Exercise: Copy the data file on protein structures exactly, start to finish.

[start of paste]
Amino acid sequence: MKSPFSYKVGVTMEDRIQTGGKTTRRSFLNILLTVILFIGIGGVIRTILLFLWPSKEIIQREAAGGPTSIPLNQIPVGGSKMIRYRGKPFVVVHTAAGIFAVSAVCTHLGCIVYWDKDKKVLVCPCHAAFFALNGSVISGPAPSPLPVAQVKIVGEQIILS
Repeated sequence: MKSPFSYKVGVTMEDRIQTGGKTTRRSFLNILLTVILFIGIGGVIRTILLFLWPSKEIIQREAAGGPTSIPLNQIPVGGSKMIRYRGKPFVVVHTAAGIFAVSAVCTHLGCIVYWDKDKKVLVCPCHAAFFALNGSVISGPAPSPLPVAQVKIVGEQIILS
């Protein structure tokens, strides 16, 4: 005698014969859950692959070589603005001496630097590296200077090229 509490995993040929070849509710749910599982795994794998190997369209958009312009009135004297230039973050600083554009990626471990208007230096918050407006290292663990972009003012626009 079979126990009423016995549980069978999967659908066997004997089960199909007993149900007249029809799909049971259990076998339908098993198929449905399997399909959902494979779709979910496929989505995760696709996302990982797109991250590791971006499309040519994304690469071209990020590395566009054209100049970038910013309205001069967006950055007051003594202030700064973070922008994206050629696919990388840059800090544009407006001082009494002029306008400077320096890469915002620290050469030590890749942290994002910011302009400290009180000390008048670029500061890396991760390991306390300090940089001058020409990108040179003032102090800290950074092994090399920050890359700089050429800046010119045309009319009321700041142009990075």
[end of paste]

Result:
Amino acid sequence: MKSPFSYKVGVTMEDRIQTGGKTTRRSFLNILLTVILFIGIGGVIRTILLFLWPSKEIIQREAAGGPTSIPLNQIPVGGSKMIRYRGKPFVVVHTAAGIFAVSAVCTHLGCIVYWDKDKKVLVCPCHAAFFALNGSVISGPAPSPLPVAQVKIVGEQIILS
Repeated sequence: MKSPFSYKVGVTMEDRIQTGGKTTRRSFLNILLTVILFIGIGGVIRTILLFLWPSKEIIQREAAGGPTSIPLNQIPVGGSKMIRYRGKPFVVVHTAAGIFAVSAVCTHLGCIVYWDKDKKVLVCPCHAAFFALNGSVISGPAPSPLPVAQVKIVGEQIILS
């Protein structure tokens, strides 16, 4: 005698014969859950692959070589603005001496630097590296200077090229 509490995993040929070849509710749910599982795994794998190997369209958009312009009135004297230039973050600083554009990626471990208007230096918050407006290292663990972009003012626009 079979126990009423016995549980069978999967659908066997004997089960199909007993149900007249029809799909049971259990076998339908098993198929449905399997399909959902494979779709979910496929989505995760696709996302990982797109991250590791971006499309040519994304690469071209990020590395566009054209100049970038910013309205001069967006950055007051003594202030700064973070922008994206050629696919990388840059800090544009407006001082009494002029306008400077320096890469915002620290050469030590890749942290994002910011302009400290009180000390008048670029500061890396991760390991306390300090940089001058020409990108040179003032102090800290950074092994090399920050890359700089050429800046010119045309009319009321700041142009990075």